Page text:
A couple of months ago, I talked about the music, “Carnival of the Animals” as being one of the five “musical musts.” Today, I want to talk about the book of Carnival of the Animals
“Carnival of the Animals” by French composer, Camille Saint-Saëns is a childhood favorite. He composed “Carnival of the Animals” in 1886 under the title, “Grand Zoological Fantasy.” Originally, it was composed as a joke and was performed at a Mardi Gras concert for a few of his closest friends. Saint-Saëns did not allow the score to be performed in public during his lifetime because he was concerned that people would not understand his humor. However, two months after his death in 1922, the Colonne Orchestra in Paris performed “Carnival of the Animals” to the delight of hundreds. It has been a favorite of children ever since.
There are fourteen sections describing lions, hens, roosters, wild asses, tortoises, elephants, kangaroos, fish, cuckoo birds, fossils, swans, and pianists (he believed that early pianists were dangerous beasts!).
The book by the same title as the music, Carnival of the Animals by Barrie Carson Turner is delightful with wonderful illustrations by Sue Williams. What I love about this book is that Barrie first explains to children the background of “Carnival” along with explaining about the instruments of the orchestra that represent each animal. He describes each instrument family (string, woodwinds, brass, etc.) along with an explanation of the sounds produced by each instrument family. Then, starting on page 19, Barrie begins to feature each individual animal portrayed in “Carnival.”
What makes the book especially delightful is that a full-length CD of Saint-Saëns’s music is included as well as page indicators telling the reader when to play the music. For instance, before playing the “Royal March of the Lion,” you can prepare your child to experience this grand entrance by reading from the book, “Listen! Who is arriving? It’s the Lion!” The strings are playing the lion’s marching tune as he walks proudly around his kingdom.” Now, mentally visualize this grand creature marching across the stage to the beat of the music.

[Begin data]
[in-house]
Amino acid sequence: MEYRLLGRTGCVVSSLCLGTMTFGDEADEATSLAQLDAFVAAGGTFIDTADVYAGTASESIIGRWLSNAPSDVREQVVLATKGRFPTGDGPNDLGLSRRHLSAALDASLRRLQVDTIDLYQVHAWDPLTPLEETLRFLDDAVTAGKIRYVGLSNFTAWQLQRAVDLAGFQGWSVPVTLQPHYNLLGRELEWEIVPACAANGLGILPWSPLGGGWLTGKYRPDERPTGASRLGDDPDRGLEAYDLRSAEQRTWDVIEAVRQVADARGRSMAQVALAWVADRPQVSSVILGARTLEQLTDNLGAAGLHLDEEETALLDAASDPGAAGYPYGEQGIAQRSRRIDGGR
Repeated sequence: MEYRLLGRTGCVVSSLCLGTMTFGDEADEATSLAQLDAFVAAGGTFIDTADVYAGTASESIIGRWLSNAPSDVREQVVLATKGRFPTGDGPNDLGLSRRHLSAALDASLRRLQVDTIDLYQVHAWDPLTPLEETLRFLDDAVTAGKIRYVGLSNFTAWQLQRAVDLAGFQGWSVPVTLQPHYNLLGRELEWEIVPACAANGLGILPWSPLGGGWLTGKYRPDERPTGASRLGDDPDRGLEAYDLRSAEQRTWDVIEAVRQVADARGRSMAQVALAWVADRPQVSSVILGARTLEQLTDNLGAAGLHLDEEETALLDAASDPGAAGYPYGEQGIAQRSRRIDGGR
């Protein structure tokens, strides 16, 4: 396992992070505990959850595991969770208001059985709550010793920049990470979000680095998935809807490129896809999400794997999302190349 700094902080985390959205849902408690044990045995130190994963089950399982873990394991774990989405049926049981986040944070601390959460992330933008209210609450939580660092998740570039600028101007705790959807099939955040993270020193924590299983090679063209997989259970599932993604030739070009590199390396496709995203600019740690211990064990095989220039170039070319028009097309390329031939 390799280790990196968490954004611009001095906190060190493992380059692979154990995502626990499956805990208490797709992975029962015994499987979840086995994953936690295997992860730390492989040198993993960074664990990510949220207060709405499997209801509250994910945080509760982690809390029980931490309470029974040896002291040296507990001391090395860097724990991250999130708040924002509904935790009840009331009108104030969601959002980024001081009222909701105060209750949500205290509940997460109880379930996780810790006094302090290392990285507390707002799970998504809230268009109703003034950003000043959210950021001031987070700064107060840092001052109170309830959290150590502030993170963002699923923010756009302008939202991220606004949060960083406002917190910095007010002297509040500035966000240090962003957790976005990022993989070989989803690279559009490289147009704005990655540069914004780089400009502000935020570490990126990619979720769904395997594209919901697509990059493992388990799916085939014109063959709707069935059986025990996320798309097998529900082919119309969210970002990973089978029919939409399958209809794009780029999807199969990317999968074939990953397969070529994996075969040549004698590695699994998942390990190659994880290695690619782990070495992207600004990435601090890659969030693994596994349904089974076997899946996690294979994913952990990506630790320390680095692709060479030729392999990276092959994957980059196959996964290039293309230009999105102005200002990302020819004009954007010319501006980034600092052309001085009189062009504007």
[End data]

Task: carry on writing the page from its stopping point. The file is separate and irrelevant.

A Fun Learning Experience
Next, make this an interactive and educational experience for your child.
While listening to the instrument families portraying each animal ask your children these questions to develop their critical thinking skills:
- Can you hear what particular instrument is being played? What instrument is it?
- What family does that particular instrument belong? (strings, brass, percussion, etc)
- How well do these instruments describe the animals? Would you choose different instruments to describe this animal? Why or why not?
- List on a paper six of the animals from the music and then list adjectives describing each animal. For example the lion: ferocious, King of Beasts, furry, yellow, roars, etc. The elephant: big, ponderous, slow, gentle, gray, wrinkly skin, etc.
Play a game:
After reading the book and listening to all the animals performed by the various instruments; see if you can play the CD by itself and try and guess what animal is being portrayed. This is developing “aural” or listening skills—extremely important for school success!
Draw what you Hear:
Make flashcards of each animal with the name of an animal and a drawing of the animal. Then play the music and have your child hold up the flashcard of the animal when they hear it.